Or the bulb has gone.

Whatever you've been doing during lockdown, you better stop it right now

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An office microwave only needs one button, whose function is to run the device for precisely 30 seconds, then stop. If you want longer cooking time, press the button again - but only once it's stopped.

That means, the culprit will always be nearby.

McDonald's AI drive-thru bot accused of breaking biometrics privacy law

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Re: Success Rate

It's rare, but it can happen. I know at least one of our border worker cases came about that way - or at least that was the conclusion of people who spent hours on end watching CCTV footage to try and figure it out.

That thing you were utterly sure would never happen? Yeah, well, guess what …

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Re: Ah, will you not have a cup of tea father...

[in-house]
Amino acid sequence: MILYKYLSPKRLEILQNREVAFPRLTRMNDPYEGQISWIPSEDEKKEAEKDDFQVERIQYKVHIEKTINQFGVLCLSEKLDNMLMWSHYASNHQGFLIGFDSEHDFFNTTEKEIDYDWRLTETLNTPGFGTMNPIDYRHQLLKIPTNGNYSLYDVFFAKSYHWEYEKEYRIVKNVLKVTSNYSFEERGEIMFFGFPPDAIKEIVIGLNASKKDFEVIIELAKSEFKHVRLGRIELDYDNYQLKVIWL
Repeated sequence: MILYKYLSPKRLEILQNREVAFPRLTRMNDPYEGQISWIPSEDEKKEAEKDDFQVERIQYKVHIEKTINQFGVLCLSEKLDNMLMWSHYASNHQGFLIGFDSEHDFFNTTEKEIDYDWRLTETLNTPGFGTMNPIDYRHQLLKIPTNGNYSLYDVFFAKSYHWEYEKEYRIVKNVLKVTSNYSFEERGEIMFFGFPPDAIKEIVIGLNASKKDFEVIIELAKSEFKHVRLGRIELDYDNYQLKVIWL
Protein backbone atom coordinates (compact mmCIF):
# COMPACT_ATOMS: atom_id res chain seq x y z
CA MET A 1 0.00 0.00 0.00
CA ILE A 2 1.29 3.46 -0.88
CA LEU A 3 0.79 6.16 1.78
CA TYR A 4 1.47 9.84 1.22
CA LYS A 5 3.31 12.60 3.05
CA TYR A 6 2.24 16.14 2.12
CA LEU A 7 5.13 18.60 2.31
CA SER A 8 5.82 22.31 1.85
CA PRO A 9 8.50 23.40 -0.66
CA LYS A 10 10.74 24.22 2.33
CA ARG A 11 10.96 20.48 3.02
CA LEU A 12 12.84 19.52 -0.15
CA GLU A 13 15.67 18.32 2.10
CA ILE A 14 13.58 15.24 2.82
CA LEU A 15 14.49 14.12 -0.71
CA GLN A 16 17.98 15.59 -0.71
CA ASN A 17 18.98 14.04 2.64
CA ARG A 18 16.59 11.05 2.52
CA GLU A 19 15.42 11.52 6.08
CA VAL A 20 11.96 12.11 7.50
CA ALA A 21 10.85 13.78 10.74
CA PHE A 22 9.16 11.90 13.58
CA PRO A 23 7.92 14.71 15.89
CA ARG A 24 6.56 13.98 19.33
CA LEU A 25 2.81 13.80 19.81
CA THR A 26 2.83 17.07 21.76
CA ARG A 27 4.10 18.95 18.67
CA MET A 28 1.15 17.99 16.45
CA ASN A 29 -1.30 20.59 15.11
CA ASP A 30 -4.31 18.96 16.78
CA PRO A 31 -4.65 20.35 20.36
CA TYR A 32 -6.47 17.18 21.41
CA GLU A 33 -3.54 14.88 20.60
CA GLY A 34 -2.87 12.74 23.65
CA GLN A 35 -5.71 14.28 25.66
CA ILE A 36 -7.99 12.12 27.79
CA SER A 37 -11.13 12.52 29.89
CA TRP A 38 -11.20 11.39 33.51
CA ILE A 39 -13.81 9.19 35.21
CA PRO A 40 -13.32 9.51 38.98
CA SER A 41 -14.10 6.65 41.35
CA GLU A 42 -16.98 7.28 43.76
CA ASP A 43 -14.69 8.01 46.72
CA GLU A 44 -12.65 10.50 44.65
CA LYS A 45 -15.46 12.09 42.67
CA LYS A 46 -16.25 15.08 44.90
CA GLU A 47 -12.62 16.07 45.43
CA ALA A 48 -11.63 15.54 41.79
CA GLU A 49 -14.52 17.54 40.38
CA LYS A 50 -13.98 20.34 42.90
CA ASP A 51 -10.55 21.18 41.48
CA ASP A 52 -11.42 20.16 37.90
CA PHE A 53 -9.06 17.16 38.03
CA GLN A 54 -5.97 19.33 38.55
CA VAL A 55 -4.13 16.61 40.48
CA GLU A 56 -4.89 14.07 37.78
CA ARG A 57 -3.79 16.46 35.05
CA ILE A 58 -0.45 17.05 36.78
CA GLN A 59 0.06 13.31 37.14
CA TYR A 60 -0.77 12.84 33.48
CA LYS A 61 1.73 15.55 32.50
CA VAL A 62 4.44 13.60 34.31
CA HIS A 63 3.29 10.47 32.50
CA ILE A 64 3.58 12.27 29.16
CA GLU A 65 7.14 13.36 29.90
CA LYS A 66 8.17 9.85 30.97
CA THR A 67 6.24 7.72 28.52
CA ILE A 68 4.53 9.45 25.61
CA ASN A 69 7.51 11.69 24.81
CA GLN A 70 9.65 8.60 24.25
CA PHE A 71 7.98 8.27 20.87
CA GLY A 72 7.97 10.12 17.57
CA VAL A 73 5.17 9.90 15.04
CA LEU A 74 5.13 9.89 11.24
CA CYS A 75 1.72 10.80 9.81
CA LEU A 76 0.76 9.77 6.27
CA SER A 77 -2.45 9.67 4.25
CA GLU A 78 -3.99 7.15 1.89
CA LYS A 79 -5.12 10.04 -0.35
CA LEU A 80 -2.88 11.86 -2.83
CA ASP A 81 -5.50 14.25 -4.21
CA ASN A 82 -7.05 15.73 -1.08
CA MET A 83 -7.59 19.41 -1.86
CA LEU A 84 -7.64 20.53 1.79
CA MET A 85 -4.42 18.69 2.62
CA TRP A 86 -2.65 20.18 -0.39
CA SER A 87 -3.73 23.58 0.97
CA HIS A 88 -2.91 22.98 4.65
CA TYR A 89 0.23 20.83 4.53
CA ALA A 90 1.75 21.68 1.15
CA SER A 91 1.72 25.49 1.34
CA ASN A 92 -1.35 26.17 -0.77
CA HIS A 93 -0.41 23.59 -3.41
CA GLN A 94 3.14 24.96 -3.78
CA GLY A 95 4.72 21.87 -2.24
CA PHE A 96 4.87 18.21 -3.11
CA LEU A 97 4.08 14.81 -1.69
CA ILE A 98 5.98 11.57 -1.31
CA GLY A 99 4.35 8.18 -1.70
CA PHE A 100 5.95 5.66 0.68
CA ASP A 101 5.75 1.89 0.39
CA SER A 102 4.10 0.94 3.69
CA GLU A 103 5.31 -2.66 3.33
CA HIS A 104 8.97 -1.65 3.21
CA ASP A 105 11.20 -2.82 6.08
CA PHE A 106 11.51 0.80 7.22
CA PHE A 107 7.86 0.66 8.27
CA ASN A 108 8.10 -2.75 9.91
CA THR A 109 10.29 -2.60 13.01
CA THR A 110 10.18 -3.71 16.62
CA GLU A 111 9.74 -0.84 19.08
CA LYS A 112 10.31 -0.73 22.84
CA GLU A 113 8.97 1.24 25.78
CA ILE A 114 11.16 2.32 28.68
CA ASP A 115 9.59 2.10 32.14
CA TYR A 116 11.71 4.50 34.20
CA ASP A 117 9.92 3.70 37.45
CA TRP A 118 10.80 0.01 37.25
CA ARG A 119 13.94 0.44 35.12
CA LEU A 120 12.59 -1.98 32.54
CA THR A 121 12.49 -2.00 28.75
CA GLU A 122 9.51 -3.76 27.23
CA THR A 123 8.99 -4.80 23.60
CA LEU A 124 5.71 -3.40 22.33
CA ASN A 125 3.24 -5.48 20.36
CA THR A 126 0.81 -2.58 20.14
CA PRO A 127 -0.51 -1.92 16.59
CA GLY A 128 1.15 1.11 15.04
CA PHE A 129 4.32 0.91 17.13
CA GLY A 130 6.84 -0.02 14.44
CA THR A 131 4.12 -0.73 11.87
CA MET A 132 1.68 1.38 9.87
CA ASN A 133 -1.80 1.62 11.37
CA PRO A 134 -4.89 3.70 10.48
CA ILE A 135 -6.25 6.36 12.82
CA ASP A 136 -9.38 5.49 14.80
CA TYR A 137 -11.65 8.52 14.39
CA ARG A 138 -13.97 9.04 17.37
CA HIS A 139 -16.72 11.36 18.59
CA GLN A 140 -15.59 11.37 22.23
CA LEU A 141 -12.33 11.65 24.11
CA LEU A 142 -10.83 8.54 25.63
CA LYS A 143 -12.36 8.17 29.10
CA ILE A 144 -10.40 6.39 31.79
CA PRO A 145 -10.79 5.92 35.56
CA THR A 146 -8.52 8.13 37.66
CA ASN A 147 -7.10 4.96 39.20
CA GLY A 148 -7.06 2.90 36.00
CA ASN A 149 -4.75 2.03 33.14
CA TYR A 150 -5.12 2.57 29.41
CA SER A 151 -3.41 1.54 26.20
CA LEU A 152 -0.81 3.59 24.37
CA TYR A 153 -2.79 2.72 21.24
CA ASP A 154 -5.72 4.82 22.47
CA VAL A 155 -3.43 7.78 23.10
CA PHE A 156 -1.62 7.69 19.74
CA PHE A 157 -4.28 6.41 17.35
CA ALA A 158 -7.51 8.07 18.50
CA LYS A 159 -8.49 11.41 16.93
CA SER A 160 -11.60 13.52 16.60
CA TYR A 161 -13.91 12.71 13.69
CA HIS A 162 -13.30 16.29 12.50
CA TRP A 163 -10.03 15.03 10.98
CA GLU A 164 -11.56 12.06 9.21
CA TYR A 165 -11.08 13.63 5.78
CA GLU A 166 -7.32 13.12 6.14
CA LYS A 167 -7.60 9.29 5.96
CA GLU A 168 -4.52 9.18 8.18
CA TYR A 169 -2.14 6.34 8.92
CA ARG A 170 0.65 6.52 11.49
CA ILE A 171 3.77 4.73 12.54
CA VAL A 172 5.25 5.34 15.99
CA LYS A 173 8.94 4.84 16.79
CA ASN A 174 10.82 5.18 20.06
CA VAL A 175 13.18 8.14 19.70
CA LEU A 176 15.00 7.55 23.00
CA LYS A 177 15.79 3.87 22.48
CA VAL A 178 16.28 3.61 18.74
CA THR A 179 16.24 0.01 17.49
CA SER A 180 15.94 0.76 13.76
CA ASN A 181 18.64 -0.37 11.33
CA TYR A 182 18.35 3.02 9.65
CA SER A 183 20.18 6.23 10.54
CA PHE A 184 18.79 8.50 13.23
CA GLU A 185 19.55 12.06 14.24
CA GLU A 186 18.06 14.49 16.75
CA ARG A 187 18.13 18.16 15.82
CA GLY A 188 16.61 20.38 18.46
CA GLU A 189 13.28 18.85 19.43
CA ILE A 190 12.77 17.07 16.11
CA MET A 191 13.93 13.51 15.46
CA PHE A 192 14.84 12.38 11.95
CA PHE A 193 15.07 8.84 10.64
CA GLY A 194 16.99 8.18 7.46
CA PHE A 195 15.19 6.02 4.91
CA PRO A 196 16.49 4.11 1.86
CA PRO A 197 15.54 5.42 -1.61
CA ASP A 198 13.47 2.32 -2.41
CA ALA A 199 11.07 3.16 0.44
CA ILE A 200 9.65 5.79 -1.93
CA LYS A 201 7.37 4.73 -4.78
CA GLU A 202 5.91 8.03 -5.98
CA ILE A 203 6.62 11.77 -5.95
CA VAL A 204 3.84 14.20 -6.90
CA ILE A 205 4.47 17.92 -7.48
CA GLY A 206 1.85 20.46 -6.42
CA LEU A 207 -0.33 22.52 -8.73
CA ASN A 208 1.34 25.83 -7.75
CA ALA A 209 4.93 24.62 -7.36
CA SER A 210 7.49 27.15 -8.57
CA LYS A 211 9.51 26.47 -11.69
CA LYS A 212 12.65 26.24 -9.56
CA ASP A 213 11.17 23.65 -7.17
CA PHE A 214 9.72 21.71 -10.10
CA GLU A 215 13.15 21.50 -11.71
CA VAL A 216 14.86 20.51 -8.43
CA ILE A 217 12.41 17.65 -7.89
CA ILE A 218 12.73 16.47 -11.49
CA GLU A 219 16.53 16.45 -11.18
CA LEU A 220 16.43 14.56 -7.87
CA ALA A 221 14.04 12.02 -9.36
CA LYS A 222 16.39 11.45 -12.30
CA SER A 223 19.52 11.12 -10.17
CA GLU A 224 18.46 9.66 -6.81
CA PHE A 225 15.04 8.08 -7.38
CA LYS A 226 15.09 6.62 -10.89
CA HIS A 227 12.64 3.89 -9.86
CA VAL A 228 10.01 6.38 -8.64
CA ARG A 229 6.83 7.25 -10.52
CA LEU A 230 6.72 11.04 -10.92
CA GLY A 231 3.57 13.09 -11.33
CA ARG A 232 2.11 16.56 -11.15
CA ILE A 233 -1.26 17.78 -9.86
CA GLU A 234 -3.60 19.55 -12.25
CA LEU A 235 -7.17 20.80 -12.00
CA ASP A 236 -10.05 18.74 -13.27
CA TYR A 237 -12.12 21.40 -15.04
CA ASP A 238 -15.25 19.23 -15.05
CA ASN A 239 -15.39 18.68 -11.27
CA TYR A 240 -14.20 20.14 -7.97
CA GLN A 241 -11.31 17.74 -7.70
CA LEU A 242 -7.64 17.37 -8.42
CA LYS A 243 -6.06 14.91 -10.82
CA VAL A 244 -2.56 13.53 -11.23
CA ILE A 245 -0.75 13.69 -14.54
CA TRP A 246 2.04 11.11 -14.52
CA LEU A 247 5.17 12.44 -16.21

You don't "use" those phrases, you can only utilise them. You need those four extra letters to distract from the vacuity of the other words.

Global Fastly outage takes down many on the wibbly web – but El Reg remains standing

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About 20 years, seems to be the average wait for those.

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Well, how quickly would you have fixed it?

How many remote controls do you really need? Answer: about a bowl-ful

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Re: Mother knows best

I can't be the only person who's noticed: the iPad is functionally a portable TV.

(Though come to think of it, my iPad actually has at least four buttons, not counting the screen.)